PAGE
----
One of the greatest, weirdest little book genres are those encyclopedic accountings of how songs came to be. There are no less than four books like this on The Beatles. They’re fun because The Beatles a tremendously entertaining group of Liverpudlians who are also some of the greatest pop musicians of all time. That’s why a simple question like “Where did the idea for the song Blackbird come from?” can lead to Bach’s Bourrée in E minor and the great mysteries of counterpoint.
Here’s more from the indispensable Ethan Hein:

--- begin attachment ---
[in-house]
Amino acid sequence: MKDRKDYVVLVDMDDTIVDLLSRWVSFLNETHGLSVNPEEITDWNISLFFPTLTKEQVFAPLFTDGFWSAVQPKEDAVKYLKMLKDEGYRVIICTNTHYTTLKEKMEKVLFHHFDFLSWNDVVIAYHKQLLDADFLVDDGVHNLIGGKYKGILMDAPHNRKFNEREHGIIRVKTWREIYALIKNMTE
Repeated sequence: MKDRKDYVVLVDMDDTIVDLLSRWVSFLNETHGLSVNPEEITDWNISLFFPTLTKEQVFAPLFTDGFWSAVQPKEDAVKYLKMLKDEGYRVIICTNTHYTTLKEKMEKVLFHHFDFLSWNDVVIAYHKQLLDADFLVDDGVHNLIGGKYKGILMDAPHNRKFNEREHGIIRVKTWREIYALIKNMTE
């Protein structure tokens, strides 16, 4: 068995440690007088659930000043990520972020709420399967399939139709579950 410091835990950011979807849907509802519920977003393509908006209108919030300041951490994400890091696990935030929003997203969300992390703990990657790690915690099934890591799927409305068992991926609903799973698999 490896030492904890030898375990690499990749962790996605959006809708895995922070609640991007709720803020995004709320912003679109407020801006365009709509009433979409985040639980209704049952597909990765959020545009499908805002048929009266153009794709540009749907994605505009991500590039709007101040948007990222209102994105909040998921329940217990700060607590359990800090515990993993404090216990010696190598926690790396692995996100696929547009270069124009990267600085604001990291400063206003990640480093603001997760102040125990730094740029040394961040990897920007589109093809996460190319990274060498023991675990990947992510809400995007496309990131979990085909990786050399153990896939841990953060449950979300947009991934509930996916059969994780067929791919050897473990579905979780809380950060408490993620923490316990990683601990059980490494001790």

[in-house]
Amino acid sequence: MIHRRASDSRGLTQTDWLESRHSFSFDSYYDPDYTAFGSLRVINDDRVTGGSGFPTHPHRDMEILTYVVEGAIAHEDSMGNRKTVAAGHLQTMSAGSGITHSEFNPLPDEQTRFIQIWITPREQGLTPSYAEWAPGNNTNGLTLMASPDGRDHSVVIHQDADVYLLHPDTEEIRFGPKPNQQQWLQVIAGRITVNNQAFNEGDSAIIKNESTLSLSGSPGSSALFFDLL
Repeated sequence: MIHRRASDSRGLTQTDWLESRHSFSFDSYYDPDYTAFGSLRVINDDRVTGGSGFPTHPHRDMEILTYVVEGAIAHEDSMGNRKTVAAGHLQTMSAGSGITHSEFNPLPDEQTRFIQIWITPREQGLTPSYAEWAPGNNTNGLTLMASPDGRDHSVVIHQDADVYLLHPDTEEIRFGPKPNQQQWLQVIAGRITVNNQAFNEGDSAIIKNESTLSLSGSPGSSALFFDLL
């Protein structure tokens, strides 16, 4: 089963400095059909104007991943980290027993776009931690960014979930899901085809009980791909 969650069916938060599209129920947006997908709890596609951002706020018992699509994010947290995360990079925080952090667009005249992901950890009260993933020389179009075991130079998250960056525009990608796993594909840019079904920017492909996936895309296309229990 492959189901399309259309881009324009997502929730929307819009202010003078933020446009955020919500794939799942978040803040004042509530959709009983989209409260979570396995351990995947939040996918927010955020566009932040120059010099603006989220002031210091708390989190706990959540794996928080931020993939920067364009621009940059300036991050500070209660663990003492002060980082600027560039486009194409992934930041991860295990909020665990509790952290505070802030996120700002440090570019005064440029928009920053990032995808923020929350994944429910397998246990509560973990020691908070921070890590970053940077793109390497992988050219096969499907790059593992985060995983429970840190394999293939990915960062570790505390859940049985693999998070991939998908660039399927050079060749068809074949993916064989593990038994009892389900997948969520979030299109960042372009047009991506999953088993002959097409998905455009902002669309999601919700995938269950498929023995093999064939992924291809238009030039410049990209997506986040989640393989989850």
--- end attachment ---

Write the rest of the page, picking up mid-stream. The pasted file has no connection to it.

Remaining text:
Counterpoint is a musical technique that combines two or more independent melody lines. It’s one of the characteristic sounds of Western classical music. Bach wrote a ton of it.
In Western classical composition, counterpoint is governed by strict rules, but it is also possible to create it through improvisation or intuition. For example, in Dixieland jazz, the clarinet and trombone improvise counterpoint around the trumpet melody.
If you want a truly great exploration of counterpoint that ends up in the paradoxical worlds of M.C. Escher and the infinite explorations of Gödel, check out Gödel, Escher, Bach by Douglas Hofstader.
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